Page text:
# Why do the Diophantine equation $\frac{x}{y}+\frac{y}{z}+\frac{z}{x}=n$ gives an elliptic curve?

In a book "Which way did the bicycle go" was tought a problem of integer solutions of certain Diophantine equation. This is the idea, not an exact quotation:

For which integers $n$ are there integers $x,y,z$ such that $\frac{x}{y}+\frac{y}{z}+\frac{z}{x}=n$? There are solutions when $n=5,6,41$. Andrew Bremner and Richard Guy [BG] have gone much farther with this, observing that the question is intimately related to questions of rational points on certain elliptic curve.

My edition of the book does not say what is the article [BG] so can anyone give a sketch why there is an elliptic curve that helps to solve the Diohantine equation above?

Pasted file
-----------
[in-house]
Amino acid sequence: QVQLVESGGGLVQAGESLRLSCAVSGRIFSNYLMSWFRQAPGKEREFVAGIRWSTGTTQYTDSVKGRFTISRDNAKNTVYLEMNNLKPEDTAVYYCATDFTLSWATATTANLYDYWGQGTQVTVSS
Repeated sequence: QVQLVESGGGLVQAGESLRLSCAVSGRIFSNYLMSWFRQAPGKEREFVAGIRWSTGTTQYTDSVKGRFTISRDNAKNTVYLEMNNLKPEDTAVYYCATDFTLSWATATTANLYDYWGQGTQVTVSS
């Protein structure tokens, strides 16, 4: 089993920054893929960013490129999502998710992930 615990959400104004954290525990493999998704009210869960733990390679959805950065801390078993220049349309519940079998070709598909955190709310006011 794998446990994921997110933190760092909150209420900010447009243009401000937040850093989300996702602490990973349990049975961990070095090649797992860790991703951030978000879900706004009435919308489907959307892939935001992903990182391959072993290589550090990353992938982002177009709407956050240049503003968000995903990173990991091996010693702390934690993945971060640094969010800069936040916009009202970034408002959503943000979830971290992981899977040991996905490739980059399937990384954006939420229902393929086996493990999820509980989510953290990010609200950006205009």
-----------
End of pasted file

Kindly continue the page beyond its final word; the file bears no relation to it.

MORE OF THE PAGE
I have studied commutative algebra from Atiyah's & Macdonald's book "Introduction to Commutative Algebra" but I don't have further background on elliptic curves.

$$\frac{x}{y} + \frac{y}{z} + \frac{z}{x} = n$$ and set

$$x = -X^2, y = 2(nX+4-Y), z = 4X$$ then we get

$$-\frac{X^{2} n^{2} + X^{3} - Y^{2} + 8 \, X n + 16}{2 \, {\left(X n - Y + 4\right)} X} = 0$$

So we want the numerator of this expression to equal $0$ which we can rewrite as

$$X^{3} + X^{2} n^{2} + 8 \, X n + 16 = Y^2$$

If one is familiar with the theory of elliptic curves, then for each fixed $n$, this is recognized as an elliptic curve.

You can find the article of Bremner and Guy here.

It is also discussed on mathoverflow here which further references this as well as this here on MSE.